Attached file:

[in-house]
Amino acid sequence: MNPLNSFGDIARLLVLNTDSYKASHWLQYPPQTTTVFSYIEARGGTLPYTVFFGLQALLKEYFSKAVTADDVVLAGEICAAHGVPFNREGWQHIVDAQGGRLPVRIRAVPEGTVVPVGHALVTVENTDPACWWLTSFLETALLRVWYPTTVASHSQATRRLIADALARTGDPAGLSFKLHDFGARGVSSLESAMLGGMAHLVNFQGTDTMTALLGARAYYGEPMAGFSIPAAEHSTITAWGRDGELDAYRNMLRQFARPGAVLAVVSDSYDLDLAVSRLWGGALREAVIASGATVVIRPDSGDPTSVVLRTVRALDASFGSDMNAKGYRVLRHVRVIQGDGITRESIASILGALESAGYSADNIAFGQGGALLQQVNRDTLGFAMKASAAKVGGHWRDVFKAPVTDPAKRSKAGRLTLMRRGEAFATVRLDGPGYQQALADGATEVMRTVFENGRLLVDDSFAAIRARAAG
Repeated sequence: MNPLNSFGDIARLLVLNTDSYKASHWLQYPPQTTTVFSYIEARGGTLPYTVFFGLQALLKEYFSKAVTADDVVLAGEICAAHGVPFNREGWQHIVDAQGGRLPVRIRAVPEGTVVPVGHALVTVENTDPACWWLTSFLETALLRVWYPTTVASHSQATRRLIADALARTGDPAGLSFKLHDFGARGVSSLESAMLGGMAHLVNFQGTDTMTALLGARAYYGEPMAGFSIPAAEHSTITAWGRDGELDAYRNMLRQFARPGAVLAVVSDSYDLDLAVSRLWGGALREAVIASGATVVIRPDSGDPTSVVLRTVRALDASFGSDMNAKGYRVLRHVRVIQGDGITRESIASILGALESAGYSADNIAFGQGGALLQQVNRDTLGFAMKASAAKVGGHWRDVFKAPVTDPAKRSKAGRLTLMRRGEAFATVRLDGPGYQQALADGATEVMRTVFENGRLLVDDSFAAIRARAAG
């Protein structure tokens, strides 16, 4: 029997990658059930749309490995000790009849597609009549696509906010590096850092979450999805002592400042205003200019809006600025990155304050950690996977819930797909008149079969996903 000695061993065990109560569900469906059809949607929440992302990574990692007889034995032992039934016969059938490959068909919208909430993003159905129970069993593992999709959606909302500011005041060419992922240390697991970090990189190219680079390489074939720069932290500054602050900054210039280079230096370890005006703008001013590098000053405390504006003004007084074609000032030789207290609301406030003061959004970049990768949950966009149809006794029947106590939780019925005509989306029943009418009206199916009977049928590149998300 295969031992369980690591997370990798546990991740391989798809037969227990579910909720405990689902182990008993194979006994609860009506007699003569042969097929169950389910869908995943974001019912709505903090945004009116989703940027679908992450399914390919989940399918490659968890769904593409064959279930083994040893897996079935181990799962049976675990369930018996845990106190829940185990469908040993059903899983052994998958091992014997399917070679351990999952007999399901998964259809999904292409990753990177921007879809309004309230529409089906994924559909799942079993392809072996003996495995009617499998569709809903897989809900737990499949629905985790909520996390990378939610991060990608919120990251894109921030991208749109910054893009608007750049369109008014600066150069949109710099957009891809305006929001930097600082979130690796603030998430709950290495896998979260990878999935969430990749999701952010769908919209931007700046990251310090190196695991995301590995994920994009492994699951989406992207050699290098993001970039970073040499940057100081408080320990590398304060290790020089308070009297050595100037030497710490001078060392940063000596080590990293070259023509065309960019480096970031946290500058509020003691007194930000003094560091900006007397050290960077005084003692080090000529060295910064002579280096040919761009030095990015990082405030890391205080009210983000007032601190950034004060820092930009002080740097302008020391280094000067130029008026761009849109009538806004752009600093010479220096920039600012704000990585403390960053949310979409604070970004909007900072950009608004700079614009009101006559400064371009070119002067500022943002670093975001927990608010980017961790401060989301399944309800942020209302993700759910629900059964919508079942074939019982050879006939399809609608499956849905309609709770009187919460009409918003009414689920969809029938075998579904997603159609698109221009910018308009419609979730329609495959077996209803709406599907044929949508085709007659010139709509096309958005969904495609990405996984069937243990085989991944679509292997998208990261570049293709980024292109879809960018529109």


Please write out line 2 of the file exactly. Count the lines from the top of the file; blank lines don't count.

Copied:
Amino acid sequence: MNPLNSFGDIARLLVLNTDSYKASHWLQYPPQTTTVFSYIEARGGTLPYTVFFGLQALLKEYFSKAVTADDVVLAGEICAAHGVPFNREGWQHIVDAQGGRLPVRIRAVPEGTVVPVGHALVTVENTDPACWWLTSFLETALLRVWYPTTVASHSQATRRLIADALARTGDPAGLSFKLHDFGARGVSSLESAMLGGMAHLVNFQGTDTMTALLGARAYYGEPMAGFSIPAAEHSTITAWGRDGELDAYRNMLRQFARPGAVLAVVSDSYDLDLAVSRLWGGALREAVIASGATVVIRPDSGDPTSVVLRTVRALDASFGSDMNAKGYRVLRHVRVIQGDGITRESIASILGALESAGYSADNIAFGQGGALLQQVNRDTLGFAMKASAAKVGGHWRDVFKAPVTDPAKRSKAGRLTLMRRGEAFATVRLDGPGYQQALADGATEVMRTVFENGRLLVDDSFAAIRARAAG